Wednesday, March 30, 2011
Everyone employed at Santos gets pumped on different shows or parties every day. This asshole Marketing Director tends to stoke out on hardcore and metal shows. Naturally, I've been excited to see Trash Talk and Off! for months. Even with a bum leg last time Trash Talk was here, singer Lee Spielman still ended up standing on our north bar setting it off.
And as seen on the video below, dudes didn't exactly hold back this time around. Spielman sung and ignited pits in pretty much every corner of our beloved North Pole. And it ruled. While I got a little too twisted to stick around for Off! (I saw them 86 times at SXSW anyway), Trash Talk still blew my mind. Highlights included watching RCRDLBL head-honco and Santos' bro Elliot Aronow circle pit and fuck up his arm (prior to saying the phrase 'hardcore rules'), watching Nick Zinner get into Cerebral Ballzy, and feeling the effects of my bro Nick from Alpha & Omega stage dive on top of me at least 10 times. Oh, and of course me stage diving directly onto the floor at about the 3:10 mark. All in all, a solid night.
For all the dudes in the world is freaking out because Odd Future stage dives a bunch during their shows, they should probably go to a Trash Talk show to see the real deal (not hating, just saying). Big shouts to our light wizard Jeff Burton for catching this shitty-to-crappy footage on his Flip Cam.
Tuesday, March 29, 2011
Thursday, March 31, 2011
7:00 PM 18+
TICKETS AVAILABLE HERE and at Other Music (15 East 4th St)
JEFF THE BROTHERHOOD
Real-life brothers and dynamic garage duo Jeff The Brotherhood might be considered a breakout artist these days, but the youngsters have been power-riffing away since the early 2000’s when Jamin and Jake Orrall were in their mid-teens. Their sound is huge compared to their modest setup – a lightly outfitted trap kit and a guitar minus three strings, but the grooves they lay down are weighty and dense, perfectly complimenting their mature songwriting. Strictly DIY in practice, the group run their own label Infinity Cat, and through it produced and released their 2010 album Heavy Days, recorded by Roger Moutenot (Yo La Tengo, Sleater Kinney, Velvet Underground ).
Heavily touted by the likes of Ted Leo and BrooklynVegan, the pop-inspired punk rock of Screaming Females is an undeniably jarring mixture of coarseness and brilliant songwriting. Somehow, they pour on layers of memorable melody despite being a humble trio. Marissa Paternoster earns the most attention as the guitar-savvy frontwoman with the versatile yell as befits the band’s name. Pitchfork approves, saying, “Punk has traditionally prized attitude over abilities, but Screaming Females have both: Rather than muzzle their ferocity, the band's tight, tense dynamic amplifies the fuck-off stridency of their fourth LP, Castle Talk.”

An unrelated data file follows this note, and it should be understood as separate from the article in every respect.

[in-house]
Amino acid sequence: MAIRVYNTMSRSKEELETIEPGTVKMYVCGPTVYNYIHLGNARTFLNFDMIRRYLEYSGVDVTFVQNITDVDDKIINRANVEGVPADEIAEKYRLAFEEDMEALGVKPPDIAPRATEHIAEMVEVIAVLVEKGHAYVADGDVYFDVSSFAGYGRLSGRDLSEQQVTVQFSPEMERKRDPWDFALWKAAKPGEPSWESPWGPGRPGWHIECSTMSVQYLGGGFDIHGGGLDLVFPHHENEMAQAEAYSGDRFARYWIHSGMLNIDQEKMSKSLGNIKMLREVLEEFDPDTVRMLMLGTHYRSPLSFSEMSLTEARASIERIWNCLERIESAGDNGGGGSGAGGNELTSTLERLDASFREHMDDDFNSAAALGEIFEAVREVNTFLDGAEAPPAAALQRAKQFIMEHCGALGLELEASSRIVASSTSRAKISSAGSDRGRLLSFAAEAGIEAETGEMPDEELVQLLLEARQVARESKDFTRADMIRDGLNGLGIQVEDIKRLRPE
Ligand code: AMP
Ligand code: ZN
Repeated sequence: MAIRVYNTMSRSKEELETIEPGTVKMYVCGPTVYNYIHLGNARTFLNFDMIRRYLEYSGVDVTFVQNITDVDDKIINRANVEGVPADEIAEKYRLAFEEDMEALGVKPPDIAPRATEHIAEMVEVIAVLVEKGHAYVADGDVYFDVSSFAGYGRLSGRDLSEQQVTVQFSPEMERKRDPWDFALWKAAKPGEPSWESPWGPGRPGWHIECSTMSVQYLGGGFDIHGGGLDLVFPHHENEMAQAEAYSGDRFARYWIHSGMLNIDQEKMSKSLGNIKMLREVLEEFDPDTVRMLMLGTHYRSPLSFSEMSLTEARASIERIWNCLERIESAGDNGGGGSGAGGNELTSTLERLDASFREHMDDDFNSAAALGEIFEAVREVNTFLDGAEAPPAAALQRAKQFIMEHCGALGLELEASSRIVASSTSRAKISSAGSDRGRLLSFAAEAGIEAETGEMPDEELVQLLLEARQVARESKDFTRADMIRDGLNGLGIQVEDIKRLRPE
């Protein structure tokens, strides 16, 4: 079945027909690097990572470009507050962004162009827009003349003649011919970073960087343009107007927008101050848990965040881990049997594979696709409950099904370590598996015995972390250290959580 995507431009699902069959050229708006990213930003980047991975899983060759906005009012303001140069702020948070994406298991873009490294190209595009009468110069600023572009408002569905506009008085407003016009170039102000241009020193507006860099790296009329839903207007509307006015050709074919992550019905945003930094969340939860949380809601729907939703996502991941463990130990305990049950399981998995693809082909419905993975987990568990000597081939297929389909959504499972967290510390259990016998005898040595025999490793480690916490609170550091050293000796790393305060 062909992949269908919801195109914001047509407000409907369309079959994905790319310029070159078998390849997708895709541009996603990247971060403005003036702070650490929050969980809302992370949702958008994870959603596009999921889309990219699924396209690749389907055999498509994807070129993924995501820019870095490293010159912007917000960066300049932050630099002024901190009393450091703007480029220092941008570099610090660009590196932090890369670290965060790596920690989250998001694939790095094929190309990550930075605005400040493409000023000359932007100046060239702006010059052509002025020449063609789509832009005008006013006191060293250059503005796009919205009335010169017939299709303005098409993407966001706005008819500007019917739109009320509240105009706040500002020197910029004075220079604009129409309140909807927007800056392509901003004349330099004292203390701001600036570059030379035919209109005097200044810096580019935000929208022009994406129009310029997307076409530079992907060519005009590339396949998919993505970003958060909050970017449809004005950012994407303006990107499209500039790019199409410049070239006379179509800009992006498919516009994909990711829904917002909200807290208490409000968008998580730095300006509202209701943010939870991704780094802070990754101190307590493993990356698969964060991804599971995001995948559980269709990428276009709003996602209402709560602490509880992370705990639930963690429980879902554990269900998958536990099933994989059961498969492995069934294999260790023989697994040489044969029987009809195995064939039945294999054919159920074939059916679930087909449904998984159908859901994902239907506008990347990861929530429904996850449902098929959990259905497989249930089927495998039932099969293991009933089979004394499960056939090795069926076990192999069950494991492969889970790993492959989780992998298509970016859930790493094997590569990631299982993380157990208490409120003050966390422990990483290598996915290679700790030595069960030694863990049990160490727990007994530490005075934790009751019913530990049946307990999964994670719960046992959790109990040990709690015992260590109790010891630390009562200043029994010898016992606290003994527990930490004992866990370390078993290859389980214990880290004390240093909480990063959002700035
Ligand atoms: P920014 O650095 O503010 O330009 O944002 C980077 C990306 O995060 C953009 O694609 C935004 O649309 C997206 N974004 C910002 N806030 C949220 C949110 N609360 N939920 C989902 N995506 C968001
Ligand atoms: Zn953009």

The otherworldly sounds of Juiceboxxx, producer and sometimes rapper, are rooted in hip-hop, but share a kinship with glitch, house, electro, punk and various underground club musics. The world of music journalism is just warming up to this young talent, thanks in no small part to his slot supporting Public Enemy on tour.
Occupying a comfy niche between retro pop and punk, Teen Witch are an unsigned hype not to be underestimated.
Interns will learn about the mechanics and colorful personalities of venue administration, gain hands-on experience with top-tier events featuring preeminent talent, and receive complimentary entry to events and freebies. We will also offer college credit where appropriate.
Andrew W.K. (Owner)
The Yeah Yeah Yeahs
Gang Gang Dance
Peter Bjorn & John
Tim & Eric
Grandmaster Flash, 108,
DJ Sets by Beastie Boys, Animal Collective, Neon Indian
Those interested should e-mail Fred(at)santospartyhouse.com a cover letter and resume. We will not be taking inquiries over the phone.
Thursday, March 24, 2011
The mutation through which music has gone at the hands of the internet has changed our idea of authenticity and the notion of purists. What used to be sell-out is now the paradigm and vice versa. So it’s ironic that a band like Trash Talk can become known as rogues by simply keeping their violent sound unadulterated. Drawing primarily from old crossover era thrash metal and hardcore, they have perfected and slightly updated the techniques of brutality, hiding layers of deceptive complexity under heavily distorted riffs, artillery percussion, and untiring screams. The band have taken full ownership of their vision, publishing their own records and books through their Trash Talk Collective imprint, closely allied with the world of skating. In a review for their 2010 release Eyes & Nines, Pitchfork praised them for “conveying absolute fury,” declaring, “And though you can probably listen to the album more than once on your morning commute, it still works as a full-immersion experience, its sludgy roar hitting hard on a visceral gut-level."